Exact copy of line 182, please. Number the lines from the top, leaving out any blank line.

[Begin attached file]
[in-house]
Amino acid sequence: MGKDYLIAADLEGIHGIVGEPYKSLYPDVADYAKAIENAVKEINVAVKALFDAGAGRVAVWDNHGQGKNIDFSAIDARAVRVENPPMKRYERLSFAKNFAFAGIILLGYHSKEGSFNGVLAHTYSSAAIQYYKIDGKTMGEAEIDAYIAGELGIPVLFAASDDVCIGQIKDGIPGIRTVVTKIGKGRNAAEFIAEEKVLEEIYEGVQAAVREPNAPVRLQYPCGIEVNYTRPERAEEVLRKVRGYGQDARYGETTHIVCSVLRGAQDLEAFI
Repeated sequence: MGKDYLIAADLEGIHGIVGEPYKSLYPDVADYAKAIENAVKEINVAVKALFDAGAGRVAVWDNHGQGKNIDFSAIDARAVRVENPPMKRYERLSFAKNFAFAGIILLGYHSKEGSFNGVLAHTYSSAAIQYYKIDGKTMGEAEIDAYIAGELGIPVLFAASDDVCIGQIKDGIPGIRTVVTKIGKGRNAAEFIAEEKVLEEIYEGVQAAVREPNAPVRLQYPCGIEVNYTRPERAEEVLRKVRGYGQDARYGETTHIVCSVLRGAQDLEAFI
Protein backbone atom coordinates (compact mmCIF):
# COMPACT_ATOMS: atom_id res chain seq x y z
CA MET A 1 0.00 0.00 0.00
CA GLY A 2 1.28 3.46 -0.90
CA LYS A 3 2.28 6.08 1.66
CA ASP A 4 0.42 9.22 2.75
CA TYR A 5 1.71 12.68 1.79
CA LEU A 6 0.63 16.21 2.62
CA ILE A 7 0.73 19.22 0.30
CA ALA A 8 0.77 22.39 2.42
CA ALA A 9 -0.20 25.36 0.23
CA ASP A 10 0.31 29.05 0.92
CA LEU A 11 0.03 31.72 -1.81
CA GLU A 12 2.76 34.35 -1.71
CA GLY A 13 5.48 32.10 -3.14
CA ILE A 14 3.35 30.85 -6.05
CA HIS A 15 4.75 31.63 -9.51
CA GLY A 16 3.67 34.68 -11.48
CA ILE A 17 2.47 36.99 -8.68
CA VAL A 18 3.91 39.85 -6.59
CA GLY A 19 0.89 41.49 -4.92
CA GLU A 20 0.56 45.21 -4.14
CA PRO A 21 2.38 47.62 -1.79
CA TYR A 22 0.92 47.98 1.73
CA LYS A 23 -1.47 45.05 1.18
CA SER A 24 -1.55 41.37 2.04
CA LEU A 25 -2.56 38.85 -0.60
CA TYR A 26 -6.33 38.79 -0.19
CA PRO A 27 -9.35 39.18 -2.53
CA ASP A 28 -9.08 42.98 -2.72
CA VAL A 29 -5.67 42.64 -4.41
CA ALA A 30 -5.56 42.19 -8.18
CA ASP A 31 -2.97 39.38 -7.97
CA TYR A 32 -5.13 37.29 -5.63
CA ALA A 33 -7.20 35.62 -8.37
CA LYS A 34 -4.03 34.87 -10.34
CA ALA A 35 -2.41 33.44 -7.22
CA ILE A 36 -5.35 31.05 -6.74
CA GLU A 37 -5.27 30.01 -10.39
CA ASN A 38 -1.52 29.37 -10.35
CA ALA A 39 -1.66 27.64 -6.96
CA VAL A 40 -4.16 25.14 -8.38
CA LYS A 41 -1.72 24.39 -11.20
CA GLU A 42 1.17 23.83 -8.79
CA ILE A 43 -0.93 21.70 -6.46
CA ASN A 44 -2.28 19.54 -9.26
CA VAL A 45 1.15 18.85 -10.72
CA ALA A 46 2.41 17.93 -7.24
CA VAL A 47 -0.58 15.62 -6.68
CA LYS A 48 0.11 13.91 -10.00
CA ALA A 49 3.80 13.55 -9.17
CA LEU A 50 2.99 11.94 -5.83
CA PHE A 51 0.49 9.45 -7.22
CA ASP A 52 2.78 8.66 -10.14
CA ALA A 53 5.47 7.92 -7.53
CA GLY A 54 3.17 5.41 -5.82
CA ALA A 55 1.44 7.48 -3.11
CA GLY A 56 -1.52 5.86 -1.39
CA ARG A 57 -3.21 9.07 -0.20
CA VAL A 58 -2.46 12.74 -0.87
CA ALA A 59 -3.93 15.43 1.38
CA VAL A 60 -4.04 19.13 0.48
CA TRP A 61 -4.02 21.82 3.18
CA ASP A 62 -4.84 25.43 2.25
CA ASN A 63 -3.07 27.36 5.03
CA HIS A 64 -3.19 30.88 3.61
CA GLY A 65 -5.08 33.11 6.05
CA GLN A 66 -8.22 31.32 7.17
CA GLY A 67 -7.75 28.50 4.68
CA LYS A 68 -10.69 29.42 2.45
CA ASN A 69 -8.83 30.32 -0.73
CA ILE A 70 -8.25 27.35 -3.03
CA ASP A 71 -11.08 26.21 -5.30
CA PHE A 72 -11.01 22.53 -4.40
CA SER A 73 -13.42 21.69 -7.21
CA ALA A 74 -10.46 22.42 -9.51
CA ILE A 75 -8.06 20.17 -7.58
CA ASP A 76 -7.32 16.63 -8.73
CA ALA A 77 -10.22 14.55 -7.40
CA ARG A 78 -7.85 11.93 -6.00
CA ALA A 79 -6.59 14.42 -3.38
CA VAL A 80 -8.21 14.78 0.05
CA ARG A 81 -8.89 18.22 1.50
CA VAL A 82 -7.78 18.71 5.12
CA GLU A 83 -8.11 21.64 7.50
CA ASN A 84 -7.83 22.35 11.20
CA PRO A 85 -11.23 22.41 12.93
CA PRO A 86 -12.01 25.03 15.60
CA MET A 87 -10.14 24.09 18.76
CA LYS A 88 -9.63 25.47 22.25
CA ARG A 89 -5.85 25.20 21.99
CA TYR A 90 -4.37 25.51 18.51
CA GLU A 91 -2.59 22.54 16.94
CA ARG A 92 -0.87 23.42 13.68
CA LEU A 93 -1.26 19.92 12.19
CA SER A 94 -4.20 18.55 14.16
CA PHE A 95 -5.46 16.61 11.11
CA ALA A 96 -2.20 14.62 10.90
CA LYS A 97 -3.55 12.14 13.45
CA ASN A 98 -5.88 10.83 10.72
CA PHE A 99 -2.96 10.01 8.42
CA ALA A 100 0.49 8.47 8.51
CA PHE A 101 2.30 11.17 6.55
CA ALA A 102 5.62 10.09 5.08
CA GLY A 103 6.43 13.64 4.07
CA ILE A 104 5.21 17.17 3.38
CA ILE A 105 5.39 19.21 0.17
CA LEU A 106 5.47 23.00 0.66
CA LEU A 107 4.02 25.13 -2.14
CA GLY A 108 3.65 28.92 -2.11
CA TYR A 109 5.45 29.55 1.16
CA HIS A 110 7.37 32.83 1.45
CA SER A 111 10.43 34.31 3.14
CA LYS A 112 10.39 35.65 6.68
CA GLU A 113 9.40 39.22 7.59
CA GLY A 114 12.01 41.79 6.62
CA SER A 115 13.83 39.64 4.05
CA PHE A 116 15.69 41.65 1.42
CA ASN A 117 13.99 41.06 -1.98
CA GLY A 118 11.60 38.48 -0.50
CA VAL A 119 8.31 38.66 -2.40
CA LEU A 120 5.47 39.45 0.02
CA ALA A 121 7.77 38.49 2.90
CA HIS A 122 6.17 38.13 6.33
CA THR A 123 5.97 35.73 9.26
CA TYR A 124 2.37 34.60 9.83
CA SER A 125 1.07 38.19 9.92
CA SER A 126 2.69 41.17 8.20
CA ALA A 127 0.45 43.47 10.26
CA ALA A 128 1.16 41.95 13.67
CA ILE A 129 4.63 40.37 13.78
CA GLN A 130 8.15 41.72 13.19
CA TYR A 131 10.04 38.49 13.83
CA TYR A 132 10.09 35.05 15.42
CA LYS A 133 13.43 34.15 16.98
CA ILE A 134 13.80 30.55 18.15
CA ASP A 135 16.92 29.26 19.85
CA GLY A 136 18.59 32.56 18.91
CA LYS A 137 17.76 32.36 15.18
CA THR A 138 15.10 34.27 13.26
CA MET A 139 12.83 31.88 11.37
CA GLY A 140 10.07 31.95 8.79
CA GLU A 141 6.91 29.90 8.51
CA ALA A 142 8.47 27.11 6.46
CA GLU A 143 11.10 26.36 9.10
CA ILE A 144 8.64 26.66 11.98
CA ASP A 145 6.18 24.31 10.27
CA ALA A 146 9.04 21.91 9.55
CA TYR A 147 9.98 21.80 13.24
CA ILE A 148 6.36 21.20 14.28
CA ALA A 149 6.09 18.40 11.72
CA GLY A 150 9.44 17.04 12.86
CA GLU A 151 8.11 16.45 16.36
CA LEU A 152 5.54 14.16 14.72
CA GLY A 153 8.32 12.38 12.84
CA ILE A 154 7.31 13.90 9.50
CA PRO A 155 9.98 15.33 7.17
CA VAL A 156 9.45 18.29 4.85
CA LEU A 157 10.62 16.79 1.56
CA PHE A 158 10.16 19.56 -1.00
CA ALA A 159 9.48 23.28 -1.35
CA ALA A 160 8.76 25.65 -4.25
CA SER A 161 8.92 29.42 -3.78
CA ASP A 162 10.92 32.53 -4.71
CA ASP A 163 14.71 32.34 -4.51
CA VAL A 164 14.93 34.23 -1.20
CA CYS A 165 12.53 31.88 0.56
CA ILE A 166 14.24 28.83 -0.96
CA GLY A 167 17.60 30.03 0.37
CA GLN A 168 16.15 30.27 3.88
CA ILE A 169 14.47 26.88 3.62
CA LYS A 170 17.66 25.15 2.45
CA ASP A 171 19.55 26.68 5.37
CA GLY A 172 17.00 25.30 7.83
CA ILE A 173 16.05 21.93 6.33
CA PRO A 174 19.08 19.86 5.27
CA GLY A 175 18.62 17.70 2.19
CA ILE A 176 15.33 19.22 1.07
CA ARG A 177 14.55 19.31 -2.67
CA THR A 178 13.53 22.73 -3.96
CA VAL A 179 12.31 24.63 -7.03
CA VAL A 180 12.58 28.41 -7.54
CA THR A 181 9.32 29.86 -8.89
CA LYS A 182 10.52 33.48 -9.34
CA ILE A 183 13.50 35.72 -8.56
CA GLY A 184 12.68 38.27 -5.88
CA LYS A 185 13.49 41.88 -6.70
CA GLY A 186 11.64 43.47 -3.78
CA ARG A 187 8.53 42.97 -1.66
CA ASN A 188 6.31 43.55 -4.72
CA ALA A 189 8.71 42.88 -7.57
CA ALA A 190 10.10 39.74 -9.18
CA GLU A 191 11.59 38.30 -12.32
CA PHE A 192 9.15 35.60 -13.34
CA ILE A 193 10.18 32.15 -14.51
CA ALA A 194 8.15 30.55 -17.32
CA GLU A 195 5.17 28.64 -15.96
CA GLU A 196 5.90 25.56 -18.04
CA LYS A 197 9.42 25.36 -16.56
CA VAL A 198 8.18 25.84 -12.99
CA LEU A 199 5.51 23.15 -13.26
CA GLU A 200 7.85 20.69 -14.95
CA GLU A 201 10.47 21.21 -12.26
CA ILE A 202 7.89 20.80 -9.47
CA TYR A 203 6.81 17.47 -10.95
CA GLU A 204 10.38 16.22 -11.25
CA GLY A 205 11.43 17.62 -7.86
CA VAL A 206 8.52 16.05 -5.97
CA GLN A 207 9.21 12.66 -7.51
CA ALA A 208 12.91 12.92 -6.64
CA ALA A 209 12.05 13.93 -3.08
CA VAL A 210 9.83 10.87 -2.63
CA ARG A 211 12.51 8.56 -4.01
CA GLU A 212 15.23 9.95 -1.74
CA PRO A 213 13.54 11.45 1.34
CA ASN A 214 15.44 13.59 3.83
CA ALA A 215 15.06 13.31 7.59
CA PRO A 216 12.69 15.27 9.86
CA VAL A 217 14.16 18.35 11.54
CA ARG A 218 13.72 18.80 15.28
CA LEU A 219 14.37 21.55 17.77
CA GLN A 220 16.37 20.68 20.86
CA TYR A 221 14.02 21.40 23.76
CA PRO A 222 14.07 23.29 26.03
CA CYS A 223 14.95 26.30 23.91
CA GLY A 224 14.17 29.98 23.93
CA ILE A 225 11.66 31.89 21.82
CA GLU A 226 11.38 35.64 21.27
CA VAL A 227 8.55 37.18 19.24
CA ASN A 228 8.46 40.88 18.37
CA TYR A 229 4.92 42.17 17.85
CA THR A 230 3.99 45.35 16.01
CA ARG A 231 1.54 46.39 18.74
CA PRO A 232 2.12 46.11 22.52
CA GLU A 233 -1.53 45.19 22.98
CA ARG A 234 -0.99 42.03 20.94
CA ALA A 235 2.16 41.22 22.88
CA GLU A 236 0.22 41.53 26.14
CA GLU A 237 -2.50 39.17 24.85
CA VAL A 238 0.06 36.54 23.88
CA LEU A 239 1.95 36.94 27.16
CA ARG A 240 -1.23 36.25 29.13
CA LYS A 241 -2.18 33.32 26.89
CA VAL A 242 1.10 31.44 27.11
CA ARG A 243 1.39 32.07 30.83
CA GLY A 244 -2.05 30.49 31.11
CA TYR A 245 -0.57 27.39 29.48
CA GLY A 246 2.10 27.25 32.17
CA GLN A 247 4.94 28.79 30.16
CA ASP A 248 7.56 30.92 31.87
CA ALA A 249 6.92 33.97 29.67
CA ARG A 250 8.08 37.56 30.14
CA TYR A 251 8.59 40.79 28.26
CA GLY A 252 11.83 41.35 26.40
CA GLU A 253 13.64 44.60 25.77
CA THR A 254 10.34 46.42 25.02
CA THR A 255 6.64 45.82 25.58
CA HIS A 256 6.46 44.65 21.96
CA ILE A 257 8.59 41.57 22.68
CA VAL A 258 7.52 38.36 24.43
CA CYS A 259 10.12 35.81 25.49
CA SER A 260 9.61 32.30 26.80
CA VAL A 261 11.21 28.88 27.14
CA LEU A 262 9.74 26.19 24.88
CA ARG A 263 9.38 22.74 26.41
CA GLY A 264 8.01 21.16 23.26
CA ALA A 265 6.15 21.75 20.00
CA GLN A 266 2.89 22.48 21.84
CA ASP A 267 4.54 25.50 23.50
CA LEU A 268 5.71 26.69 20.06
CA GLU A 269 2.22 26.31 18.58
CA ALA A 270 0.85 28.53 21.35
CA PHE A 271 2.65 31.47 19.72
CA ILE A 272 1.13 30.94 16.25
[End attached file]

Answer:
CA ARG A 177 14.55 19.31 -2.67